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Molecular and functional investigation of the DUSP12-HP1BP3 proteins interaction in human tumor cells

Grant number: 22/00348-6
Support type:Scholarships in Brazil - Scientific Initiation
Effective date (Start): May 01, 2022
Effective date (End): April 30, 2023
Field of knowledge:Biological Sciences - Biochemistry - Molecular Biology
Principal researcher:Fábio Luis Forti
Grantee:Ana Laura Chaves Ferreira
Home Institution: Instituto de Química (IQ). Universidade de São Paulo (USP). São Paulo , SP, Brazil

Abstract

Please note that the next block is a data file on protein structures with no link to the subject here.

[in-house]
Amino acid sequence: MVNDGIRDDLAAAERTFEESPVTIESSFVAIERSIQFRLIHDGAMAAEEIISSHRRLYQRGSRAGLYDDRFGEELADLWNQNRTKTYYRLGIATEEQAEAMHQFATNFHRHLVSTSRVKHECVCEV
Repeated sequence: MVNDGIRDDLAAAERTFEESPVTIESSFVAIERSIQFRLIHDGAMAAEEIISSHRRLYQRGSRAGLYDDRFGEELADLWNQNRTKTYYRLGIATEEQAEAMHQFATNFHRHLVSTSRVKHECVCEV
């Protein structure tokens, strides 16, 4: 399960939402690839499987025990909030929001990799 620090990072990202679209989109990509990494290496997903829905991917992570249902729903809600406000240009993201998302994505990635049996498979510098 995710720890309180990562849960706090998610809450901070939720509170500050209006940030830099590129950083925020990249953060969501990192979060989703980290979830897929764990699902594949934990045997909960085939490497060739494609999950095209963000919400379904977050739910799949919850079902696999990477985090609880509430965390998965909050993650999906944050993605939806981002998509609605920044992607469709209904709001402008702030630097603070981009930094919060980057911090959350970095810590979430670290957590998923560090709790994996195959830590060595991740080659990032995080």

The human genome expresses about 100 functional tyrosine phosphatase enzymes (PTKs) that preferentially dephosphorylate tyrosine residues - but also tyrosine/serine or tyrosine/threonine - phosphorylated on protein substrates and other phospho-biomolecules. Some members of this class have increased protein expression levels in certain types of human tumors such as mammary, cervical, colorectal, pulmonary, pancreatic, hepatic, and gastric. Several experimental pieces of evidence show that some of these enzymes can act in the direct or indirect regulation of mechanisms of maintenance of genomic stability such as cell cycle, DNA repair, chromatin organization, gene expression, and even nuclear architecture, which are essential in the transformation and/or tumor resistance. Our group previously worked on the identification of protein partners of dual-specificity tyrosine phosphatase 12 - DUSP12, also known as YVH1 - in cell lines of breast and lung adenocarcinomas subjected to different types of oxidative and genotoxic stress, and managed to identify important nuclear targets of DUSP12, such as the HP1BP3 protein, which has functions related to chromatin remodeling. This project aims to investigate molecular details of the interaction between DUSP12 and HP1BP3 proteins and its relevance in nuclear processes involved with the malignancy of certain tumor cells and, consequently, to be able to point out functional relationships between it and mechanisms of genomic stability and chromatin reorganization. A greater understanding of the biological mechanisms of action of DUSP12 can identify potential relationships with cellular disorders and, knowing better the interactions underlying the pathological process, suggest therapies that interfere with the activity of this phosphatase whose potential as a clinical drug target is still an open window of therapeutic opportunities. (AU)

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